Include other family members, if possible. However, you will want to talk with them ahead of time. Compare what you have observed with what they have noticed about Mom or Dad. Listen to their opinions, concerns and solutions. Most importantly, try to find some common ground, even if some opinions differ. You don’t want to go into a family discussion with your parent if your brother is adamantly opposed to everything you want to discuss. Without some level of consensus, the conversation will probably become confusing and emotionally charged, and will only make future attempts to talk more difficult.
Write an outline. You need to keep yourself and your family members organized during the conversation, and stay on track with the items you want to discuss.
Think about what is important. Your concern is about the safety, happiness, peace of mind, and general wellbeing of your aging parent..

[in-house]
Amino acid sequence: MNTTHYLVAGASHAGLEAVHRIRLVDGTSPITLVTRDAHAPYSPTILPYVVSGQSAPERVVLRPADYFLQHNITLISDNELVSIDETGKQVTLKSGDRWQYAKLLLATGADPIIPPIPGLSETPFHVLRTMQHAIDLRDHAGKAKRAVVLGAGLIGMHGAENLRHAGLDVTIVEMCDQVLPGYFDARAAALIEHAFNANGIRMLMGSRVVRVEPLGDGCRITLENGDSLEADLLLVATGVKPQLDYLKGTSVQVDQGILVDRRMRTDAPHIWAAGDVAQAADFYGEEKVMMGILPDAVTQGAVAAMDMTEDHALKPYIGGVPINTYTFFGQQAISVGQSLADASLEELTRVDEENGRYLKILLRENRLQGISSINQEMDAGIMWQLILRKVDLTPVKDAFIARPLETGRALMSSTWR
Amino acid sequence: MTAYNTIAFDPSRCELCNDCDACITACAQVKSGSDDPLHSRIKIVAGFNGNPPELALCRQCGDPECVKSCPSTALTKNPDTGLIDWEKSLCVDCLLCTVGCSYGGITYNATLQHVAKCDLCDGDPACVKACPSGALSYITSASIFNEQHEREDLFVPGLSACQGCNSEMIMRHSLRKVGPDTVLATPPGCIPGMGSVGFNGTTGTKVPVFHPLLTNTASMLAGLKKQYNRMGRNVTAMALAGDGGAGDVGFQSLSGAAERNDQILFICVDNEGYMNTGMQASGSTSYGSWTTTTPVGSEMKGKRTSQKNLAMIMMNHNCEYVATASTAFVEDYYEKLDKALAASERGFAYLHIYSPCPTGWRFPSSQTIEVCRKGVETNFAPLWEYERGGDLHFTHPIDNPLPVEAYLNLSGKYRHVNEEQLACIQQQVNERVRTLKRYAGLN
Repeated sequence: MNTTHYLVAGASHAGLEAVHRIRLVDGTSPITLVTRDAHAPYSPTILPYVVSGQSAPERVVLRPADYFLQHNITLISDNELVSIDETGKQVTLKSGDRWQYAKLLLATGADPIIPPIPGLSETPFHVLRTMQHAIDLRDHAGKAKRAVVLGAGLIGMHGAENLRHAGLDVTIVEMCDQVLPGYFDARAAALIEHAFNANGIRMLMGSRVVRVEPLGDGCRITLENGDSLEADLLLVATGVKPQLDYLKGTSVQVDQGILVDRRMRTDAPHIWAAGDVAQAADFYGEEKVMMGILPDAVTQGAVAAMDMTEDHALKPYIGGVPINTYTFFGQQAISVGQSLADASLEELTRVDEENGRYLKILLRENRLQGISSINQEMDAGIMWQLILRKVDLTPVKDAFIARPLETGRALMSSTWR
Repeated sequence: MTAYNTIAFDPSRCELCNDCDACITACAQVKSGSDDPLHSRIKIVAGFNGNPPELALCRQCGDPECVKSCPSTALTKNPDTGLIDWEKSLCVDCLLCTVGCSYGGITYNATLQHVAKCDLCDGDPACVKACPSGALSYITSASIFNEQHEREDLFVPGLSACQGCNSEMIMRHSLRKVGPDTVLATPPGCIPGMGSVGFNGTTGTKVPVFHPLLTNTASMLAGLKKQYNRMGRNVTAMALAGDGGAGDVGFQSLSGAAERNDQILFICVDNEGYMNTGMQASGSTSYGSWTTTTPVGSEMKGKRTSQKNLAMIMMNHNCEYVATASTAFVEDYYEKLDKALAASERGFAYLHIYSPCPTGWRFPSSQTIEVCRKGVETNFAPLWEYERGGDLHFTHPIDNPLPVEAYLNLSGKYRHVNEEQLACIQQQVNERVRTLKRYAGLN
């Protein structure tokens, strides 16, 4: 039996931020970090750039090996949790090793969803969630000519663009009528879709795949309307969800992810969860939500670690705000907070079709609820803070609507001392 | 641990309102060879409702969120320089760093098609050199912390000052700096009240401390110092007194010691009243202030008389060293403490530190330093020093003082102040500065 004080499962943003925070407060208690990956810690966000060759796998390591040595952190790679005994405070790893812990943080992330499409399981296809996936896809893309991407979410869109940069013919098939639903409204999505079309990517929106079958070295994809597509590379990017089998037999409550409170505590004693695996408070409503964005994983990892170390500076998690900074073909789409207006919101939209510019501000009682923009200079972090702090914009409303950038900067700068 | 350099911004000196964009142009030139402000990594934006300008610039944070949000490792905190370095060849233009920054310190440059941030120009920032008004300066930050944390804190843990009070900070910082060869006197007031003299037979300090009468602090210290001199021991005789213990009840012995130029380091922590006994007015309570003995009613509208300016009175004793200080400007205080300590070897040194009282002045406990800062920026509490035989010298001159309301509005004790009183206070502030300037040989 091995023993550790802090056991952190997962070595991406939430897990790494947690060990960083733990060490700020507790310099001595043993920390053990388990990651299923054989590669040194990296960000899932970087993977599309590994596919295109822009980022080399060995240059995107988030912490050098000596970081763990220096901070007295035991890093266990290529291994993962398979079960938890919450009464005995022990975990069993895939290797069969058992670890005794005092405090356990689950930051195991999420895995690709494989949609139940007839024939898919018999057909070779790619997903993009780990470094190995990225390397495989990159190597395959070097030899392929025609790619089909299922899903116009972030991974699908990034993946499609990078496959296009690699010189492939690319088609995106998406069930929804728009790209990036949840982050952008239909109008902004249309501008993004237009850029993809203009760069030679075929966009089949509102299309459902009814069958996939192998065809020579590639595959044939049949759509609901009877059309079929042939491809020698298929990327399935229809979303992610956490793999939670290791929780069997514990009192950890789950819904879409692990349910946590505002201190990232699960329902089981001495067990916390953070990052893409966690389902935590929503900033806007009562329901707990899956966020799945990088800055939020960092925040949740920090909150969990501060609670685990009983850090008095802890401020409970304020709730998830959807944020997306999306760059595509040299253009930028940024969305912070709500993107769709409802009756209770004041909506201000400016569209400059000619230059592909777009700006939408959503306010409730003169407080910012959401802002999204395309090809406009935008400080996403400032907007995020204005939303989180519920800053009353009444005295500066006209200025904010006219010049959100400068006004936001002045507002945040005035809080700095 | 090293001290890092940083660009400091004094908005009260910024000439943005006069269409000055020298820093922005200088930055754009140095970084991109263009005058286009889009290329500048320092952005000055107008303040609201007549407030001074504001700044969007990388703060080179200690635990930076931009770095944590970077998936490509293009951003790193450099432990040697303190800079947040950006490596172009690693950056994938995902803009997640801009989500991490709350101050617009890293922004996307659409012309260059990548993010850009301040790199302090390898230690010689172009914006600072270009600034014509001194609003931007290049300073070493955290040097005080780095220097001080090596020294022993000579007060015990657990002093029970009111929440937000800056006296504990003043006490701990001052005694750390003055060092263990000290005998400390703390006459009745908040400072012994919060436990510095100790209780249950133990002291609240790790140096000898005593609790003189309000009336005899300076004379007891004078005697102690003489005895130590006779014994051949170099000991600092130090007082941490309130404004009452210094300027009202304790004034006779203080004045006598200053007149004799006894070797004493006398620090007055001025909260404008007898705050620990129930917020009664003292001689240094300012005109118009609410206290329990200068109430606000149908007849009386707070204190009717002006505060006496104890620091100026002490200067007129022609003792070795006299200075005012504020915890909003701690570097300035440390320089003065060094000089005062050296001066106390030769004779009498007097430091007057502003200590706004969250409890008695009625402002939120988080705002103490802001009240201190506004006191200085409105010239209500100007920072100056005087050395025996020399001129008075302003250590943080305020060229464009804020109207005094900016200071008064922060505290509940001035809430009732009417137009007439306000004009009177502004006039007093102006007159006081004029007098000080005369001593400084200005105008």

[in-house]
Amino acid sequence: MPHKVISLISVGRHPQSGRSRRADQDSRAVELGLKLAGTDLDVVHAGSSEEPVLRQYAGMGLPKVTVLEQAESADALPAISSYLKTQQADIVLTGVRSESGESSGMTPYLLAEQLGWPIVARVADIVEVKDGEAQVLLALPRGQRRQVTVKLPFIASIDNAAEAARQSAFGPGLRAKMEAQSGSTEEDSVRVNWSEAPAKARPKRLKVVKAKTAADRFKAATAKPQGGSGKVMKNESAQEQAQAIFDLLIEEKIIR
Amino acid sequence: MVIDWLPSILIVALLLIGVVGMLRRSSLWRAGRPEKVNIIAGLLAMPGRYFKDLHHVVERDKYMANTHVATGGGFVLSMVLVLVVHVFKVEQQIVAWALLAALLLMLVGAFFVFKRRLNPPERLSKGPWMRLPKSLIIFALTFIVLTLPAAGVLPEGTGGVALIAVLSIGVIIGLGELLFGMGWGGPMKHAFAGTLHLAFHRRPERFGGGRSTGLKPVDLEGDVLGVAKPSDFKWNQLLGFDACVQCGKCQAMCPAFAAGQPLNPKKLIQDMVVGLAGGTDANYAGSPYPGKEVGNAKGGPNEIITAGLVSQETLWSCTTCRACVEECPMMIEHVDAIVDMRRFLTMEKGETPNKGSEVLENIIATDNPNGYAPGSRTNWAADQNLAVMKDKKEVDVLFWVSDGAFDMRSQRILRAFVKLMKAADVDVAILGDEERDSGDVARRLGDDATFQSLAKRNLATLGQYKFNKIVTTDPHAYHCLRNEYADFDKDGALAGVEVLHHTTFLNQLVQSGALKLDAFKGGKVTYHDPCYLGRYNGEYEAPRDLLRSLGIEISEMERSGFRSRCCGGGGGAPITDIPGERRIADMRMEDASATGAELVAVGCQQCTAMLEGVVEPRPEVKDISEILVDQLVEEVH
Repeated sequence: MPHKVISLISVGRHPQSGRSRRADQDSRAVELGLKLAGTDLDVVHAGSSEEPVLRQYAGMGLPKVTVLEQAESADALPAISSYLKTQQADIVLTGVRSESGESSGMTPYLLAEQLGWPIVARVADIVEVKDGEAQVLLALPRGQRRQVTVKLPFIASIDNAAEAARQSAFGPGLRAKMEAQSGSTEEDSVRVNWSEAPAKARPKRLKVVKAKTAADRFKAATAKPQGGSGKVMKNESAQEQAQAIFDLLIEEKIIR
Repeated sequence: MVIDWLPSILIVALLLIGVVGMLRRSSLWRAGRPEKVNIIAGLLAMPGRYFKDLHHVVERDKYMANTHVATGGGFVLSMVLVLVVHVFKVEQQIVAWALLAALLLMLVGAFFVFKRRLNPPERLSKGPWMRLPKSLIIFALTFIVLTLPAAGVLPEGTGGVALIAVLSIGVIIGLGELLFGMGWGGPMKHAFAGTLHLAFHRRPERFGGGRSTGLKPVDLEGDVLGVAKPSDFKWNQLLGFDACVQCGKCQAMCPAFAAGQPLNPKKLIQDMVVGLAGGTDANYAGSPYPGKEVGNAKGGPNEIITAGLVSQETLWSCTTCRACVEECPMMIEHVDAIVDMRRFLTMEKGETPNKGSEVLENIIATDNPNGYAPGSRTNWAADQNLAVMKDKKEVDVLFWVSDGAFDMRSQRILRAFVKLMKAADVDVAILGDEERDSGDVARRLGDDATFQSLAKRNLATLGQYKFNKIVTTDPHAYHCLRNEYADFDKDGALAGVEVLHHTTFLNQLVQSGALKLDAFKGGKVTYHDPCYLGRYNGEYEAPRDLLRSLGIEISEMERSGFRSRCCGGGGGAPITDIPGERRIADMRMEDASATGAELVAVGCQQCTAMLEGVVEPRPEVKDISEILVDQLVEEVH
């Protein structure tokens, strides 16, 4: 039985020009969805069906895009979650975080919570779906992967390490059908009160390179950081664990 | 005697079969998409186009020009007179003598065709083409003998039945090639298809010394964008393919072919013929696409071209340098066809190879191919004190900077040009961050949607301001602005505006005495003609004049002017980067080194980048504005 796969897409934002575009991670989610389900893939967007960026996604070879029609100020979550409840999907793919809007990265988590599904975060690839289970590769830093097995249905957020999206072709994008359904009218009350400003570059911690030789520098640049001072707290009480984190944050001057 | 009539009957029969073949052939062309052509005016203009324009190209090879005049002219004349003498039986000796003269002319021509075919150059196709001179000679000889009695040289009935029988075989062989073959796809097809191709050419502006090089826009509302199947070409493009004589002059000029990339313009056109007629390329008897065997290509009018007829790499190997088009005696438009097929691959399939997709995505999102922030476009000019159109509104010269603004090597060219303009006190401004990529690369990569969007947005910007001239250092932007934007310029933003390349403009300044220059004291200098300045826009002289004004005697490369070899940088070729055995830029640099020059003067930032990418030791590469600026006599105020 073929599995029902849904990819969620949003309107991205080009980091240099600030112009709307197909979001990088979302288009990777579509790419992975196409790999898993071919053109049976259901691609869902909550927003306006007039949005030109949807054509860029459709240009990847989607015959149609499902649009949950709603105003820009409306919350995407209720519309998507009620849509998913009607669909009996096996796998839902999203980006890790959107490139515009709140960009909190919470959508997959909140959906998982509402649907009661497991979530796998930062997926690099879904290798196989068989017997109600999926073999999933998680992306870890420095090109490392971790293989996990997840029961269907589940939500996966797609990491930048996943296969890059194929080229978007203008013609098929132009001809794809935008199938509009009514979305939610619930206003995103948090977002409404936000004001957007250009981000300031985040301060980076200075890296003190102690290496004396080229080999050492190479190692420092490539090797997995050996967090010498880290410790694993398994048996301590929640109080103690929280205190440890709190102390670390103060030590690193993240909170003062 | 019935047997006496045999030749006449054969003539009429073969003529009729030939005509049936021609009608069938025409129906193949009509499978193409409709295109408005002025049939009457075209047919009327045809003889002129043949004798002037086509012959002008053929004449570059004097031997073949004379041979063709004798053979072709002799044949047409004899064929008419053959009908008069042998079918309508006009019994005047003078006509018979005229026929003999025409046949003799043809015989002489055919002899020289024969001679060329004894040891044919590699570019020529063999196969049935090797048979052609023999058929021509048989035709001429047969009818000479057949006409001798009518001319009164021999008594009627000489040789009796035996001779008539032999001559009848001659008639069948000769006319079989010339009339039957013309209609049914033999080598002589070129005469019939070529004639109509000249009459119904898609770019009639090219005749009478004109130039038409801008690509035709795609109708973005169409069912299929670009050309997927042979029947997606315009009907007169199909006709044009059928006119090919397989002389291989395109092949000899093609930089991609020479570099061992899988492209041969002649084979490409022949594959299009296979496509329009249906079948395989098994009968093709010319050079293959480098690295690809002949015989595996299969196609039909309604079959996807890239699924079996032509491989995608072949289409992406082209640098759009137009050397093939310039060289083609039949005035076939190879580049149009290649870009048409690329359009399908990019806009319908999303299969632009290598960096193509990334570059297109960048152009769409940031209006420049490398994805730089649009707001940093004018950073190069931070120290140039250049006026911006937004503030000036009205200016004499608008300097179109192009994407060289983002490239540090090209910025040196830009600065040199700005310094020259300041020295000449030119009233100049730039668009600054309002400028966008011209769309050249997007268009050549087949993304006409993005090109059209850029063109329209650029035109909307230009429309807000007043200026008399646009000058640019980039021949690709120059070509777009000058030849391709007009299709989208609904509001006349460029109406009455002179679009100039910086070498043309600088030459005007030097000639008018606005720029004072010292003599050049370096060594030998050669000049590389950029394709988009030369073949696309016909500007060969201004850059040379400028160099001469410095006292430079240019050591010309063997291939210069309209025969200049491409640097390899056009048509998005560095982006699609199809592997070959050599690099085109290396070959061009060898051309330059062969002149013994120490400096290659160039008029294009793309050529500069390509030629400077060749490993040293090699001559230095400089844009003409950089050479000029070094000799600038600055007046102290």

Consider their perspective. Put yourself in your parent’s place. Perhaps your health is failing, or your ability to drive is being questioned. Perhaps you can’t keep up with the house maintenance or the bill paying. You also may experience pain, feel isolated and depressed, and may be faced with leaving your home.
You’re losing control of your life and those things you cherished the most. The last thing you – or they — will want to hear is that changes are needed that result in you becoming more dependent on others.
Try a practice run. Run through your topics while a friend or relative listens and get their feedback. Are you being clear and understandable? Are you speaking in positive, calm tone of voice? Are you trying to cover too many topics in a single conversation?